The Student News Site of Harvard-Westlake School

The Harvard-Westlake Chronicle

The Student News Site of Harvard-Westlake School

The Harvard-Westlake Chronicle

The Student News Site of Harvard-Westlake School

The Harvard-Westlake Chronicle

Pardon all recent tardies

With traffic reaching unprecedented levels, the school should be more lenient with morning tardies.
Illustration: Juana Markman
A line of cars waits on Ventura Boulevard.

I sat in my car, fidgeting in the driver’s seat as the clock on my dashboard flashed 8:00 a.m. I was late again. I had been sitting in the left-turn lane on Ventura Boulevard, a major collector road opposite the Upper School, for more than 15 minutes. Some 20 cars still idled in front of me, waiting their turn for the traffic light to turn green. It’s an experience that most have related to strongly over the past couple of months, ever since unprecedented and sustained traffic jams started slowing cars to a crawl, keeping countless students from arriving on time.

The recent surge in traffic stems from a series of road closures near the Upper School due to heavy rains in January and February which caused multiple mudslides and sinkholes. Mulholland Drive has been shut down between Laurel Canyon Blvd. and Coldwater Canyon Drive for over a month since a mudslide damaged a stretch of the road. The Skirball-Mulholland northbound 405 off-ramp has been indefinitely closed since mid-February because of a sinkhole. Both of these closures have rerouted traffic through Coldwater Canyon Drive, a major thoroughfare for Los Angeles (LA) traffic, making it inconvenient and time-consuming for students to get to school.

For the past month and a half, the streets leading into the Upper School have been an urban planner’s worst-case scenario. Most days, the intersection at Ventura Boulevard and Coldwater Canyon Drive is practically in gridlock, and the left turn lane on Ventura Boulevard stretches back nearly half a mile. Coldwater Canyon Drive turns into the Upper School’s parking lot, and it suffers similarly dire traffic jams.

Tardies and late check-ins on the school’s attendance app iHW have considerably increased since February. When road closures and garbage day made an especially frustrating traffic nightmare Feb. 28, around 44% of students were late to their first class, according to Student Discipline and Attendance Coordinator Gabriel Preciado. He based this estimate on iHW student check-in data.

One tardy might not mean much, but stacking up seven tardies in a quarter results in a detention. Even then, being late is frustrating regardless of the consequences. It’s embarrassing and anxiety-inducing to sneak into class during a teacher’s lecture . We shouldn’t accept tardies as a natural or acceptable result of the ongoing traffic. Instead, the school should accommodate and try to minimize students’ stress until roads reopen.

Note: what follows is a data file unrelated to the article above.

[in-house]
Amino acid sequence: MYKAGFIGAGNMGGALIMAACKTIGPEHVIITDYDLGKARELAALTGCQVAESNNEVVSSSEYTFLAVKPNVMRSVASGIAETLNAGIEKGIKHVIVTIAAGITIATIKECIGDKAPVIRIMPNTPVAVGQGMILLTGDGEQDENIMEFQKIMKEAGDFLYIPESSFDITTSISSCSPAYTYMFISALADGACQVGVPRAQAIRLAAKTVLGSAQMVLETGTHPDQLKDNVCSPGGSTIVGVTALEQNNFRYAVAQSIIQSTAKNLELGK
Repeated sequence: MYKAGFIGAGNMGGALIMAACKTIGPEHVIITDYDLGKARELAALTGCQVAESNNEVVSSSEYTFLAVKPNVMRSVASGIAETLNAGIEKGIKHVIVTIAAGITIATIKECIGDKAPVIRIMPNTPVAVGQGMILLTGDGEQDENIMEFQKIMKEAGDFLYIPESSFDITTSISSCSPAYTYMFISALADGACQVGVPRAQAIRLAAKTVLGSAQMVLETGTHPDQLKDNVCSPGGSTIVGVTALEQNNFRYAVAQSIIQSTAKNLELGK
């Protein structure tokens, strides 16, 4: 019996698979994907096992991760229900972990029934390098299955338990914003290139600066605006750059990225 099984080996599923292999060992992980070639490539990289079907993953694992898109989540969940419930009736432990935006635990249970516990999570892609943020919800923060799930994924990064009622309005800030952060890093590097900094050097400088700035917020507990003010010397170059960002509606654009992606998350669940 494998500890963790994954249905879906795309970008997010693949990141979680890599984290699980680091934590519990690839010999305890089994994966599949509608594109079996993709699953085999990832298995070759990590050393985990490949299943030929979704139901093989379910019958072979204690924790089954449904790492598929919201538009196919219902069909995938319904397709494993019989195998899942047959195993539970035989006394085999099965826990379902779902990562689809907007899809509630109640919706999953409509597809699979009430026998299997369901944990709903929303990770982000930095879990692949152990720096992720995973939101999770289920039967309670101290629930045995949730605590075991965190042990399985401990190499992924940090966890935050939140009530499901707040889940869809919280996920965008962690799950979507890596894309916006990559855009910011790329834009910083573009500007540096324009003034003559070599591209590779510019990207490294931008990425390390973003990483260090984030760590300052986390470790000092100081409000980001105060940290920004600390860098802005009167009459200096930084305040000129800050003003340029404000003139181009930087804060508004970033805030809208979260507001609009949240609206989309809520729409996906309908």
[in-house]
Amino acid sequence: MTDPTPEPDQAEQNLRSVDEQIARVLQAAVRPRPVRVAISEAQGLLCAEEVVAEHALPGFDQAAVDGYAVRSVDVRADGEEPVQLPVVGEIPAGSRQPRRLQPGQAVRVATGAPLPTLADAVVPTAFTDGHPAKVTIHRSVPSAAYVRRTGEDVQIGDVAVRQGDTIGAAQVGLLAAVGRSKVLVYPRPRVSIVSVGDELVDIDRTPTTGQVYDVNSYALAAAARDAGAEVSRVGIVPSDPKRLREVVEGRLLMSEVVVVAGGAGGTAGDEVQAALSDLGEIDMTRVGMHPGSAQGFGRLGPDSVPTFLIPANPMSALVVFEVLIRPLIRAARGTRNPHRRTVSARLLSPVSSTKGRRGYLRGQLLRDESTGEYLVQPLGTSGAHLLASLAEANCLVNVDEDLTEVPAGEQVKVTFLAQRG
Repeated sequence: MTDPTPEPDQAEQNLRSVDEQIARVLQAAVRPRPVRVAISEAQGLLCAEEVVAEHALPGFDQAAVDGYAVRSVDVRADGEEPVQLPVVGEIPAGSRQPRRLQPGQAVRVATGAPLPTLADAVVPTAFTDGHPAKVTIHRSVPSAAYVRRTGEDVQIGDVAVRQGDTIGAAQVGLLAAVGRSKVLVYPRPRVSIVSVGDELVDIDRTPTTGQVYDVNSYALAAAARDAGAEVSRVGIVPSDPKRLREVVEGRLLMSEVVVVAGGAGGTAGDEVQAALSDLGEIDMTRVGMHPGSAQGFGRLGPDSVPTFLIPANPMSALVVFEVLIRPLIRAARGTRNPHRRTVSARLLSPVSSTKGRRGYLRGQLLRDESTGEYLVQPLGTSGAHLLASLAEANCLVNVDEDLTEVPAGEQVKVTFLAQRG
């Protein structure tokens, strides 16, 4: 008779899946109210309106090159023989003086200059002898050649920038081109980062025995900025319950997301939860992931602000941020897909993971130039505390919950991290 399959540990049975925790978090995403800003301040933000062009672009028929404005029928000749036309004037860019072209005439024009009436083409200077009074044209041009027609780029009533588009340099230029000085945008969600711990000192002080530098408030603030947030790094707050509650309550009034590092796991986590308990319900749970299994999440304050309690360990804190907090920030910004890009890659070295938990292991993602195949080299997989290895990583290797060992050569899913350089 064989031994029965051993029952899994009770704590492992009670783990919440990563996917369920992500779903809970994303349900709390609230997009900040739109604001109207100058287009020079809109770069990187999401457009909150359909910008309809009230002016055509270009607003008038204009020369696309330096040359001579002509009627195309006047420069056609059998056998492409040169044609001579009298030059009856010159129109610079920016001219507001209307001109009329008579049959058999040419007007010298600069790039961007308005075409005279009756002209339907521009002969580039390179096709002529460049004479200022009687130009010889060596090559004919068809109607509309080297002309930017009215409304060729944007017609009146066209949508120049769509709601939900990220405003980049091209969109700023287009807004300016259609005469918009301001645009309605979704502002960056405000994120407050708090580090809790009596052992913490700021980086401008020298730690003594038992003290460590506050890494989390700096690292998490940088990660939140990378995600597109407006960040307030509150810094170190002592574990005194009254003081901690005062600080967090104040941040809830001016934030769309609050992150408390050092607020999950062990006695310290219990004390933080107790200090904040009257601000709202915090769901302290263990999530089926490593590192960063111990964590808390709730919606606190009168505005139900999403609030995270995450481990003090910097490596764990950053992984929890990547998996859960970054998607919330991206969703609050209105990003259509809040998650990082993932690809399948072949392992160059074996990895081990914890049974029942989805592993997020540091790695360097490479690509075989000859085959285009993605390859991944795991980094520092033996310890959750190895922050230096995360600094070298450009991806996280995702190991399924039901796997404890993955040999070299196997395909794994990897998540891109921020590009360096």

First, the school should erase tardies for students who have been late to morning classes since February—a pardon, so to speak—so they aren’t held at fault for a situation beyond their control. Second, the school should reinstitute the 8:05 a.m. grace period while also extending it extend it to 8:10 a.m. That policy was ended at the beginning of the school year to discourage lateness , but it should be revived until the traffic dies down. We should still emphasize that classes start at 8:00 a.m. and that students should try to arrive by then, but it does us no good to punish students for the crime of sitting in traffic.

Without action from the school, students will only have two options to ensure they arrive by 8:00 a.m. The first option is waking up earlier, a solution absolutely no one would enjoy. In a previous Chronicle article, I wrote about the effects of sleep deprivation on teenagers, and encouraging them to get up even 10-15 minutes earlier can have serious consequences for their well-being. The second is for students to drive faster, an incredibly dangerous alternative. This is especially hazardous at a high school, where most students have driven for one or two years maximum. Speeding is bad enough, let alone for inexperienced drivers, and students who are sick of getting tardies and don’t want to wake up earlier might just choose this option.

There’s a legitimate concern that permitting students to be tardy, even only until the traffic subsides, would encourage students to deliberately arrive late. But, students are already late in record numbers despite the threat of tardies. It’s clear the current overly-punitive system doesn’t actually deter students from showing up late.

The school should put student well-being at the forefront so kids don’t need to choose between sleeping an extra 15 minutes, driving over the speed limit or showing up to school on time. So long as Ventura Boulevard is stuck in gridlock for 30 minutes at a time, the school shouldn’t punish students for circumstances beyond their control.

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Max Turetzky, Assistant Opinion Editor

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